20Intrinsic (Nonatopic) Asthma Respiratory infectionsEpithelial damage, IgE productionExercise, hyperventilation, cold airLoss of heat and water may cause bronchospasmInhaled irritantsInflammation, vagal reflexAspirin and other NSAIDsAbnormal arachidonic acid metabolism
21Airway Obstruction in Asthma inflammatoryairwaymediatorsinflammationincreasedepithelialimpairedairwayinjurymucociliaryresponsivenessfunctionbronchospasmedemaairflow limitation
22Which of the following occurs in asthma? Airway inflammation QuestionWhich of the following occurs in asthma?Airway inflammationBronchospasmDecreased ability to clear mucusAll of the above
23AnswerAll of the aboveRationale: Inflammatory mediators lead to airway inflammation, edema of the mucous lining of the airways, bronchospasm, and impaired ability to clear secretions. All of these things cause the airways to narrow during an asthma attack.
24Chronic Obstructive Pulmonary Disorders EmphysemaEnlargement of air spaces and destruction of lung tissueChronic obstructive bronchitisObstruction of small airwaysBronchiectasisInfection and inflammation destroy smooth muscle in airways, causing permanent dilationthe bronchi are distended, characterized by sudden violent coughing and copious expectoration of sputum, and which often become infected
25Mechanisms of COPD Inflammation and fibrosis of bronchial wall Hypertrophied mucus glands excess mucusObstructed airflowLoss of alveolar tissueDecreased surface area for gas exchangeLoss of elastic lung fibersAirway collapse, obstructed exhalation, air trapping
26Mechanism of COPD A) Inflammation, Fibrosis B) Hypersecretion of mucus C) Destruction of elastic fibers that hold the airways openAuthor: Please add title.
27Emphysema Neutrophils in alveoli secrete trypsin Increased neutrophil numbers due to inhaled irritants can damage alveoliAlpha1-antitrypsin inactivates the trypsin before it can damage the alveoliA genetic defect in alpha1-antitrypsin synthesis leads to alveolar damage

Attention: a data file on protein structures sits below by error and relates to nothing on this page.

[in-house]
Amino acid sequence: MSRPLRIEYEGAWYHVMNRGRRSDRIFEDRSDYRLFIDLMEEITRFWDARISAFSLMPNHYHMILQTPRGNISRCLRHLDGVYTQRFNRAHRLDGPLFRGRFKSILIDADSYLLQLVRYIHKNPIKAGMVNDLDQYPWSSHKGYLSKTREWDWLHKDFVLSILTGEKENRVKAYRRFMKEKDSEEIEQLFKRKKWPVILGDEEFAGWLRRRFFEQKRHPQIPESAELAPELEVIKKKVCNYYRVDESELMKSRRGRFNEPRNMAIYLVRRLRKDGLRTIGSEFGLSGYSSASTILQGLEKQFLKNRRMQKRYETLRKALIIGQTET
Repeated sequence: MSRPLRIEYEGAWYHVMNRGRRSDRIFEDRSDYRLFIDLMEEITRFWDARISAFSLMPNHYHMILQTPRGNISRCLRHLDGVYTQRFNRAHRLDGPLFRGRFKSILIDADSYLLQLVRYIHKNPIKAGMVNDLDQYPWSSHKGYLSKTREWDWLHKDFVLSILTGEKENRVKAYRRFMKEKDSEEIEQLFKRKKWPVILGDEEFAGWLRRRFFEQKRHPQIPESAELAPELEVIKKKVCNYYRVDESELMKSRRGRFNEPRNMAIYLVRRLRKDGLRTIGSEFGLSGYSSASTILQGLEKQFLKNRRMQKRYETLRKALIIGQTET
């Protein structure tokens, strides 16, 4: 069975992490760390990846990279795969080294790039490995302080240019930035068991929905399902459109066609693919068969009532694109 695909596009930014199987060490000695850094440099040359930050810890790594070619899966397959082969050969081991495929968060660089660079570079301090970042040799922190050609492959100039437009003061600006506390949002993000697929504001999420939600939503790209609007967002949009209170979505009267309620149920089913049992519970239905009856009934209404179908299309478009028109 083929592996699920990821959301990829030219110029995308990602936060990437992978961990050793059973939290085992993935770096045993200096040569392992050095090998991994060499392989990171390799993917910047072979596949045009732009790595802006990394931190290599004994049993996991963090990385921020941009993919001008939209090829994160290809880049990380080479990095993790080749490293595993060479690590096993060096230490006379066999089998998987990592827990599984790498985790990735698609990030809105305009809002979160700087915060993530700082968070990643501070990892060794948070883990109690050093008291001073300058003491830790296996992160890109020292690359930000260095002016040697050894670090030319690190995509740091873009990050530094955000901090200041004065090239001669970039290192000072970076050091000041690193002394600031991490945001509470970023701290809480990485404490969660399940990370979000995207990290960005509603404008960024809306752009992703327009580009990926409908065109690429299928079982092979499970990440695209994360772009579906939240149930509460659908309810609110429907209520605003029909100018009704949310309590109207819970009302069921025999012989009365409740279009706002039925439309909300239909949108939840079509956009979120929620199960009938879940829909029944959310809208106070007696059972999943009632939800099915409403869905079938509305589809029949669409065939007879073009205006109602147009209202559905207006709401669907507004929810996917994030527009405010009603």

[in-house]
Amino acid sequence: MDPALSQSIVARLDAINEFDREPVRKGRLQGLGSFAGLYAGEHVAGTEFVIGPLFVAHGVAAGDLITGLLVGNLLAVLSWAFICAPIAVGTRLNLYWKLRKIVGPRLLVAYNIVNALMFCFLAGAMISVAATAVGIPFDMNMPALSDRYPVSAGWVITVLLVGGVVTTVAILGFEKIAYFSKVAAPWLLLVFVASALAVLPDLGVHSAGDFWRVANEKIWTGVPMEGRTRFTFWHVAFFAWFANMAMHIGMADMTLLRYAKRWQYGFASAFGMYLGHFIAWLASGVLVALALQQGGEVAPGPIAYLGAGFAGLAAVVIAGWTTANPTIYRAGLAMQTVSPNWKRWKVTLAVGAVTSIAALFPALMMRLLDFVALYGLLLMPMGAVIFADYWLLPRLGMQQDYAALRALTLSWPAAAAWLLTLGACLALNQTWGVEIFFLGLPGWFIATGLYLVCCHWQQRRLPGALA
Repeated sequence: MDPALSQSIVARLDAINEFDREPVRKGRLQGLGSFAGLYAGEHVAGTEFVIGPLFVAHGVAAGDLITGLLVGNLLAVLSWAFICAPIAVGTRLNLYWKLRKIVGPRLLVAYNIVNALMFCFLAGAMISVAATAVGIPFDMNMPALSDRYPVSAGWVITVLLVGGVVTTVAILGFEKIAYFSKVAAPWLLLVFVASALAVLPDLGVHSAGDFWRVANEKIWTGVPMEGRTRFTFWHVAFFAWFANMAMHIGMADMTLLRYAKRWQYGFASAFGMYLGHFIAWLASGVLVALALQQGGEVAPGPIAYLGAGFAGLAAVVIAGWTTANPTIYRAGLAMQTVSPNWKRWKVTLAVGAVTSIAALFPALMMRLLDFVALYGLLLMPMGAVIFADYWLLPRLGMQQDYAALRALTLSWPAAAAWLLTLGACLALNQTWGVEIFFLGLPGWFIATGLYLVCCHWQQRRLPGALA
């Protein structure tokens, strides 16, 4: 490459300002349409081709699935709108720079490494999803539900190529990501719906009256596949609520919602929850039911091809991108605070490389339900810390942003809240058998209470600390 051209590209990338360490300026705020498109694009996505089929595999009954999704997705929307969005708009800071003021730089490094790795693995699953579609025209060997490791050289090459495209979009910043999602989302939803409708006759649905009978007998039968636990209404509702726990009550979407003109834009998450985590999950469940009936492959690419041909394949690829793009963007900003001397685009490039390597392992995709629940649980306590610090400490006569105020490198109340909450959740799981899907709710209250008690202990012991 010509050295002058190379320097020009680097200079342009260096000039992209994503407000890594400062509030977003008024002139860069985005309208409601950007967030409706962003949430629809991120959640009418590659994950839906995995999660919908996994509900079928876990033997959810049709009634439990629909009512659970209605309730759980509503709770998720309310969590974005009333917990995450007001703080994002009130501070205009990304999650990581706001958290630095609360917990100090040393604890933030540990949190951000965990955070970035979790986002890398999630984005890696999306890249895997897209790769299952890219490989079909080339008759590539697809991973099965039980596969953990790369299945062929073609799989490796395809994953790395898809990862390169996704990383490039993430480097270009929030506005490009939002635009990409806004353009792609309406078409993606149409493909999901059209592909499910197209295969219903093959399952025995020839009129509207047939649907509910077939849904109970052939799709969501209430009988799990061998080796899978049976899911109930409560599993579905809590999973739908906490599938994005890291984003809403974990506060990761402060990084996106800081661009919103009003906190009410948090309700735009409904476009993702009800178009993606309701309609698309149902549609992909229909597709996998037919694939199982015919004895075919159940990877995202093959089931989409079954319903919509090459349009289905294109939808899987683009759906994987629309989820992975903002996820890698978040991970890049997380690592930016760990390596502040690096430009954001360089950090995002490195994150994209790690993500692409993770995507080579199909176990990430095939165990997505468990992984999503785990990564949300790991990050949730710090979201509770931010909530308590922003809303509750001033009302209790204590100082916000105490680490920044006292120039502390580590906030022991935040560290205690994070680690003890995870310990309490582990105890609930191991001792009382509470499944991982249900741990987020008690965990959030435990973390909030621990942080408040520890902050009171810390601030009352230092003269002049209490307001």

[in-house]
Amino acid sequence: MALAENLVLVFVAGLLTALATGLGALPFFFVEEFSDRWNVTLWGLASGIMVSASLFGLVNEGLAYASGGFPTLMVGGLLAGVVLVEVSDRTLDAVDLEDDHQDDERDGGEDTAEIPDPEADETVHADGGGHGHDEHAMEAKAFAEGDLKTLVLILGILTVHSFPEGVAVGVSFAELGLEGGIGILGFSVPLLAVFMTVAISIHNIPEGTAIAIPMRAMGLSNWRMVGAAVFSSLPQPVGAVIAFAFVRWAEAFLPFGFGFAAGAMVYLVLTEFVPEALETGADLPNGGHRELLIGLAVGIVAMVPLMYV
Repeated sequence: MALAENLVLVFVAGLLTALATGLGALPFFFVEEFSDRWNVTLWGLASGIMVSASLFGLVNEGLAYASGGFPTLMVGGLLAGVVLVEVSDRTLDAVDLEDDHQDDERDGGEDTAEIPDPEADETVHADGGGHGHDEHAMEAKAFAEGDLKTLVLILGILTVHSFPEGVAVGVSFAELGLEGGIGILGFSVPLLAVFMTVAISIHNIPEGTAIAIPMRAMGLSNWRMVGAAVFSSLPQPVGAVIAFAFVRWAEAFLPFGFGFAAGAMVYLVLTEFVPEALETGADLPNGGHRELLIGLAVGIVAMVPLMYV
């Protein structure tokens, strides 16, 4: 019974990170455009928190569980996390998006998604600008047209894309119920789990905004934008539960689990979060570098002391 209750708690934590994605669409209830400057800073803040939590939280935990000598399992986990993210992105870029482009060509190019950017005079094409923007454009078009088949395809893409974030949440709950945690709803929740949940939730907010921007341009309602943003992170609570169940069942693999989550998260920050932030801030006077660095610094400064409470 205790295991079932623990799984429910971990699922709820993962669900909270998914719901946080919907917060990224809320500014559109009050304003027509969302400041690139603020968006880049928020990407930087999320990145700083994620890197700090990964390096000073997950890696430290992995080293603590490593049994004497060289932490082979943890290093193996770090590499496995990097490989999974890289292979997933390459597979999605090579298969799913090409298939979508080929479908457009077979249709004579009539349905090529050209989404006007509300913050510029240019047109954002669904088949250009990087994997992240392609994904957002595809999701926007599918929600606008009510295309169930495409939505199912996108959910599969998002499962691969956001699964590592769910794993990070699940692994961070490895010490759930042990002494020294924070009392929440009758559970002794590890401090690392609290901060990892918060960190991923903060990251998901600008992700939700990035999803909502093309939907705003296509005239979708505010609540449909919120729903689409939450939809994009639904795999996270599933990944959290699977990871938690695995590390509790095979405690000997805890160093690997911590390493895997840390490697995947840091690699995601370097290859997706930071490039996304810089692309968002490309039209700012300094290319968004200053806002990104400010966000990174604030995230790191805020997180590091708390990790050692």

33AnswerEmphysemaRationale: In emphysema, alveolar walls are destroyed. The other chronic pulmonary diseases listed primarily affect the airways.
34Normal when stabilized & down to 7.3 unstabilized COPD and Blood pHDiscussion:In what range will a COPD client’s blood pH fall?Why?Normal when stabilized & down to 7.3 unstabilizedCO2 +H2O H2CO H+ + HCO3-Venous blood gasRespiratory acidosis(lung induced): Low pH, High CO2, Low HCO3-Metabolic (tissue induced): Low pH, High CO2, Normal HCO3-
35Consequences of COPDCOPDWhich step in this flow chart will cause the central chemoreceptors to increase respiration?Which will cause the peripheral chemoreceptors to increase respiration?decreasedability toexhalestale air inlungslow O2highlevelsCO2levelshypoxiahypercapnia
36ScenarioA client with chronic bronchitis has a barrel chest and cyanosis. His pulse oximeter reads 86% oxygenation. His PO2 is 54 mm Hg. His PCO2 is 56 mm Hg.He is put on low-flow oxygen but complains of shortness of breath. Somebody turns the O2 flow up. He is found in a coma with a PCO2 of 59 mm Hg and a blood pH of 7.2.Question:What was the cause of the coma? Why?
37Cystic Fibrosis Recessive disorder in chloride transport proteins High concentrations of NaCl in the sweatLess Na+ and water in respiratory mucus and in pancreatic secretionsMucus is thickerObstructs airwaysObstructs pancreatic and biliary ducts
38Pathogenesis of Cystic Fibrosis Cystic Fibrosis Transmembrane Regulator Gene Failure
39Cystic Fibrosis Manifestations Discussion:A client with cystic fibrosis is having respiratory problems and:Digestive problemsFlatulenceSteatorrheaWeight lossQuestion:He does not understand why a respiratory disease would cause these problems. How would this be explained to the client?Steatorrhea is the presence of excess fat in feces. Stools may also float due to excess lipid, have an oily appearance and be especially foul smelling.
40Pulmonary Blood FlowIn a COPD client, exhalation is inefficient and O2 levels in the lungs decreaseIf blood goes through the lungs filled with stale air, it will not pick up much oxygen; it might even pick up CO2Discussion:What will the pulmonary arterioles do?Which side of the heart will be affected? Why?
41Disorders of Pulmonary Blood Flow Pulmonary embolismPulmonary hypertensionPrimaryBlood vessel walls thicken and constrictSecondaryElevation of pulmonary venous pressureIncreased pulmonary blood flowPulmonary vascular obstructionHypoxemia
43Results of Pulmonary Hypertension Author: Please add title.Occluded pulmonary artery
44Right-sided heart failure secondary to respiratory disease Cor PulmonaleRight-sided heart failure secondary to respiratory diseaseDecreased lung ventilationPulmonary vasoconstrictionIncreased workload on right heartDecreased oxygenationKidney releases erythropoietin more RBCs madePolycythemia makes blood more viscousIncreased workload on heart
45Acute Respiratory Distress Syndrome (ARDS) Exudate enters alveoliBlocks gas exchangeMakes inhalation more difficultNeutrophils enter alveoliRelease inflammatory mediatorsRelease proteolytic enzymes
47QuestionTell whether the following statement is true or false. Patients suffering from ARDS will be not necessarily be hypoxemic.
48AnswerFalse Rationale: In ARDS the alveoli are filled with exudate, decreasing the available surface area for gas exchange. If gas exchange decreases, poorly oxygenated or unoxygenated blood is sent to the tissues (hypoxemia).